I challenge you. Please accept.

– Annika Miesen, FedUni Student

What’s the difference between Humans and Vampires? Self-Reflection…

image via gobankingrates.com
image via gobankingrates.com

Let’s be honest, it would suck to be a Vampire (pun intended). You can’t eat garlic, you sleep in a coffin, and going to the beach is a massive no-no. Also, how are you going to do your hair in the morning if you can’t see yourself in a mirror? Not being able to see yourself as others see you is a big issue, whether at work, at Uni, in your life or fighting werewolves.

Which brings me smoothly on to Self-Reflection. I’m going to deal with it in two parts – the first bit is about knowing yourself (Self Awareness), the second about doing something about it (Self-Improvement).

Self-awareness is crucial to success in any field – if you know how you work best, what you’re good at, what you’re not so good at, you can create a work/study/social environment to maximise your strengths and support you in developing your weaknesses. Consider a personality-type questionnaire like Myers Briggs or DISC (free versions are available if you search!), but be careful not to be limited by what it says about you – just because you have a preference for introversion, it doesn’t mean that you ‘are’ an introvert – use this as a tool to see what you could work on.

image via edbean.com
image via edbean.com

Ask other people what they think – honest feedback from colleagues, bosses, families and friends is invaluable – they probably see different things in you than you may realise…Again, challenge yourself to break free of the image other people have of you.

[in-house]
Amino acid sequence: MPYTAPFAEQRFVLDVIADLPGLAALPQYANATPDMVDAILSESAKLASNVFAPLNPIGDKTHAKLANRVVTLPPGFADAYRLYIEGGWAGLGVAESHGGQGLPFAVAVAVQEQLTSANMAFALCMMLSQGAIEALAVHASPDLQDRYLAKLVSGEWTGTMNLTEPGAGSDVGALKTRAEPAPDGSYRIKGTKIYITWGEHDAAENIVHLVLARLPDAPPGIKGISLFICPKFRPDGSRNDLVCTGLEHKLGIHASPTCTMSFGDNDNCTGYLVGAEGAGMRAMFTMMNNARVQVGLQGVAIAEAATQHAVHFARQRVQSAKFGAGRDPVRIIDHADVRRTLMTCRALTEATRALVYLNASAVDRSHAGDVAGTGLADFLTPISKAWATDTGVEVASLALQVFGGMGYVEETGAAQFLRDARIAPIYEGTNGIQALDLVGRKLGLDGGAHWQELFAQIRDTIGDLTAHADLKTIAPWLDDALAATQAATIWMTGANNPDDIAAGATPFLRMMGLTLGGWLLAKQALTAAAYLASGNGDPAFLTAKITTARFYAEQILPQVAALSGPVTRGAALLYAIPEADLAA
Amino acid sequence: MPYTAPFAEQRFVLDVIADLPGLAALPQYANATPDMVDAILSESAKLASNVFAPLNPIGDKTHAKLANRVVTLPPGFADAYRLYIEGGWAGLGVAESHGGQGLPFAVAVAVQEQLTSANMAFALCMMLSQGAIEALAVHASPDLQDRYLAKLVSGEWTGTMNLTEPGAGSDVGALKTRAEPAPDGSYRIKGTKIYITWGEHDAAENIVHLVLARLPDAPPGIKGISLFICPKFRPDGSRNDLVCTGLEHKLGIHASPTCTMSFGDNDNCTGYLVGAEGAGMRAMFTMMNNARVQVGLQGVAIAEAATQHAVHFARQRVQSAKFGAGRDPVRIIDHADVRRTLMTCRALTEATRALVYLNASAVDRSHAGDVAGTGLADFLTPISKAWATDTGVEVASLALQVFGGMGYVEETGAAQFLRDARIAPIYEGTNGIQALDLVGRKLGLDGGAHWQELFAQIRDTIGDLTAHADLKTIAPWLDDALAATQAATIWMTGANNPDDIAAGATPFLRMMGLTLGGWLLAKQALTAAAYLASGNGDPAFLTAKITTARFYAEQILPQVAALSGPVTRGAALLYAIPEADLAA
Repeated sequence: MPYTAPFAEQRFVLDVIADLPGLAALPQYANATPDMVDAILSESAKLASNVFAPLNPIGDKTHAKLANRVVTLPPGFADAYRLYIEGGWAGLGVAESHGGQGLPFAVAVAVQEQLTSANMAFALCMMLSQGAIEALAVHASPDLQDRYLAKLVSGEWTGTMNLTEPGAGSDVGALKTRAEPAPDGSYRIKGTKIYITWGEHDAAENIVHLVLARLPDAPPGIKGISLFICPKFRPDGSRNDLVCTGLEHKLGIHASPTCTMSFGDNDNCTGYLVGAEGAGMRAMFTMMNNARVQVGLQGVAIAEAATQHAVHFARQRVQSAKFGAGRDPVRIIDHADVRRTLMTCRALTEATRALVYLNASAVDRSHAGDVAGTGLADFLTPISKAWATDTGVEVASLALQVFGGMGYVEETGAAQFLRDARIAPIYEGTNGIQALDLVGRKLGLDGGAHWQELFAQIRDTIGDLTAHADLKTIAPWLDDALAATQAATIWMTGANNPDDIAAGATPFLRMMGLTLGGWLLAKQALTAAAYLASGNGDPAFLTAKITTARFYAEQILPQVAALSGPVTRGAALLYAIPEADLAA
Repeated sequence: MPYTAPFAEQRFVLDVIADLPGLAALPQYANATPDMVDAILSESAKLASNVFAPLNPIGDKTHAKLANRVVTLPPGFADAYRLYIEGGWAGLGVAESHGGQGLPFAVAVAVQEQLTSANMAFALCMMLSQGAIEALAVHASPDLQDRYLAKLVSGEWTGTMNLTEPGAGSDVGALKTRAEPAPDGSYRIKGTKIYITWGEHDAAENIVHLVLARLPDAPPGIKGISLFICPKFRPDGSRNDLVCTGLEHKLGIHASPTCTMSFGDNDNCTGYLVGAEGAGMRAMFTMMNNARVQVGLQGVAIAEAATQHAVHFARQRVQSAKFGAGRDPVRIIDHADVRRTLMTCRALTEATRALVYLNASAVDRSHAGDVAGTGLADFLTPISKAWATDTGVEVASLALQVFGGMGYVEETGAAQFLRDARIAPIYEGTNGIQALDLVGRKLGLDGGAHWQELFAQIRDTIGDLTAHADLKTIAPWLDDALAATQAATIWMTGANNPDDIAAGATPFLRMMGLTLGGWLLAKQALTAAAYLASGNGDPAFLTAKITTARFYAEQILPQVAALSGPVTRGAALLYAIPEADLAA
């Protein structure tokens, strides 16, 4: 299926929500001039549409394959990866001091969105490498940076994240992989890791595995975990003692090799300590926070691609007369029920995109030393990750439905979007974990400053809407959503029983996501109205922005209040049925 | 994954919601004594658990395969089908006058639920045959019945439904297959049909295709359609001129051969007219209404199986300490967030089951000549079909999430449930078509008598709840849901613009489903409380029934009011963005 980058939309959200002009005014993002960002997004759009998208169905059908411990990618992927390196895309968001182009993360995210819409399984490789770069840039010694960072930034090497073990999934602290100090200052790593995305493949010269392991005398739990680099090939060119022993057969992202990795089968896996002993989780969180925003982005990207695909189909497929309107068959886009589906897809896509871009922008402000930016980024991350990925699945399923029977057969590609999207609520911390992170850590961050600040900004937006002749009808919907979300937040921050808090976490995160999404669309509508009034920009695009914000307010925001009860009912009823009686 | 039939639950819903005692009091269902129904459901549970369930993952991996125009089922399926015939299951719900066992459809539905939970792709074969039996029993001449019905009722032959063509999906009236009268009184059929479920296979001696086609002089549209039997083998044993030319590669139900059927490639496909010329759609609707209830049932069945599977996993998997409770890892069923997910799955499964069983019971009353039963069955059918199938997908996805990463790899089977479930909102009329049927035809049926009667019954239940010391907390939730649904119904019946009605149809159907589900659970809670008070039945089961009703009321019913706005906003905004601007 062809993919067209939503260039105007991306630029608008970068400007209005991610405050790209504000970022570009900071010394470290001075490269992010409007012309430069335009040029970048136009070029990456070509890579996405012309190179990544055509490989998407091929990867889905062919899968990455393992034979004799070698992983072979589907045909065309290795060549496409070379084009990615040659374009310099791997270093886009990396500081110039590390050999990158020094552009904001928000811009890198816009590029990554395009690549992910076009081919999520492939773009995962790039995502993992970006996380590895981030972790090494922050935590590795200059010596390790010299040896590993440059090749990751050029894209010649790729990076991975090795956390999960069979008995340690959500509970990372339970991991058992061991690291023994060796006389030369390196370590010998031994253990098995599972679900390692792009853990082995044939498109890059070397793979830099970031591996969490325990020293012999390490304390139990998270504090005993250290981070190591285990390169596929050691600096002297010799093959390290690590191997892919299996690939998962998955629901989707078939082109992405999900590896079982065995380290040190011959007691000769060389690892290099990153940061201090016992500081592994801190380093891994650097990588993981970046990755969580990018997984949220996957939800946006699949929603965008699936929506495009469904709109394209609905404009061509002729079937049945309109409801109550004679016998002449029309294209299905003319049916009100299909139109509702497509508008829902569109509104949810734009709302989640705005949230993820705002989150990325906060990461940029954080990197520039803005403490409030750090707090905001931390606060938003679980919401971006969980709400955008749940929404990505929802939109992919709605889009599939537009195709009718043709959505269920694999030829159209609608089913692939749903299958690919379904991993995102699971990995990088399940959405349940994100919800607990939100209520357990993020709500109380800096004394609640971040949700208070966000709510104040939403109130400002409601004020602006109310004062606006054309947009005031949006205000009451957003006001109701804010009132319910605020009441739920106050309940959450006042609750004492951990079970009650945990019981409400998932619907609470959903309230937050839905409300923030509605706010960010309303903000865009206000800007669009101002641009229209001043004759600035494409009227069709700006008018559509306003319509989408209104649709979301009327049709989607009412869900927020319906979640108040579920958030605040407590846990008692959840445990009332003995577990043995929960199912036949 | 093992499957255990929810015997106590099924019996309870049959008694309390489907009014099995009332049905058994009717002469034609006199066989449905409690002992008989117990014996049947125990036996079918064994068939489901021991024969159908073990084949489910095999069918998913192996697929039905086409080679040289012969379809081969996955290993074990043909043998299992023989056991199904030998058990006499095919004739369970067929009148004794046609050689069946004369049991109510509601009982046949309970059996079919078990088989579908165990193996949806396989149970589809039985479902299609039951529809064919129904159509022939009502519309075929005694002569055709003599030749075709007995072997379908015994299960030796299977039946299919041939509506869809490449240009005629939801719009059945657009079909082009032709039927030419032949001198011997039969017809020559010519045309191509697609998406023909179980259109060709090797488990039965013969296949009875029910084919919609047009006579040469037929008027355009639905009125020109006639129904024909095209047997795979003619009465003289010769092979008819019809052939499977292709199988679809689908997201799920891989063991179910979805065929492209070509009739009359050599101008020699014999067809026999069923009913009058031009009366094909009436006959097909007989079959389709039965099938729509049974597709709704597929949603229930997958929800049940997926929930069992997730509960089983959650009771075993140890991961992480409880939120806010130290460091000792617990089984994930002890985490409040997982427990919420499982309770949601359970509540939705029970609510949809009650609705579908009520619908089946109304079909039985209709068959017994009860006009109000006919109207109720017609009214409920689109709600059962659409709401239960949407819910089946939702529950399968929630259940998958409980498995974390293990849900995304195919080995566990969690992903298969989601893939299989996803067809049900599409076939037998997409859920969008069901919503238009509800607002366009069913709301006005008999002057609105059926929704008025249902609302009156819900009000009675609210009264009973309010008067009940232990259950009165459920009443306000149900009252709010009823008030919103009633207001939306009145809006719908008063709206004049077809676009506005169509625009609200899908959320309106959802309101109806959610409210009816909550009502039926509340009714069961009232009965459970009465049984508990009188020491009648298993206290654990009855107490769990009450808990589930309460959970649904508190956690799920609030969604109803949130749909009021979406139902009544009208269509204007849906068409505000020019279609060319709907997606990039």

The self-improvement aspect is again all about challenging yourself to be better. It is not the same as self-assessment – it should not be judgemental. It is not just a description of what you have done during a day – it needs to be analytical. It is definitely not what I call ‘social introspection’ – a Facebook status telling everyone how awesome/awful your life is. Effective self-reflection goes in a cycle: (click to enlarge)


The format is unimportant – write it, draw it, video it – whatever works best for you.

The most important bits are also the bits that everyone misses out:

1) Identifying sources of support – whatever the challenge is, you don’t have to do it alone. Approach other people who may have been in/currently are in a similar situation, and ask them how they got on – you can always repay the favour down the line. If it’s course-related, ask your coursemates, teaching staff or support staff. If it’s in your job, your colleagues/supervisors should be able to help. In other areas of your life, friends/families/contacts will be happy to help out – another reason to keep your networks as broad as possible.

2) The follow-up – After you have worked out how to overcome the issue, make sure you try it out as soon as possible – actively seek out tasks and situations which challenge you and approach them in different ways. After a few months, look back at your reflections and see if you’ve made any progress, if not, have another go at coming up with a different solution.

Vampires are stuck in a constant cycle of sucking blood, avoiding sunlight and dodging stakes through the heart – they can never stop being what they are, unless they die.

Don’t let the same be said of you…

Got any top tips for self-reflection? Anything that works particularly well for you? Please share below…
– Luke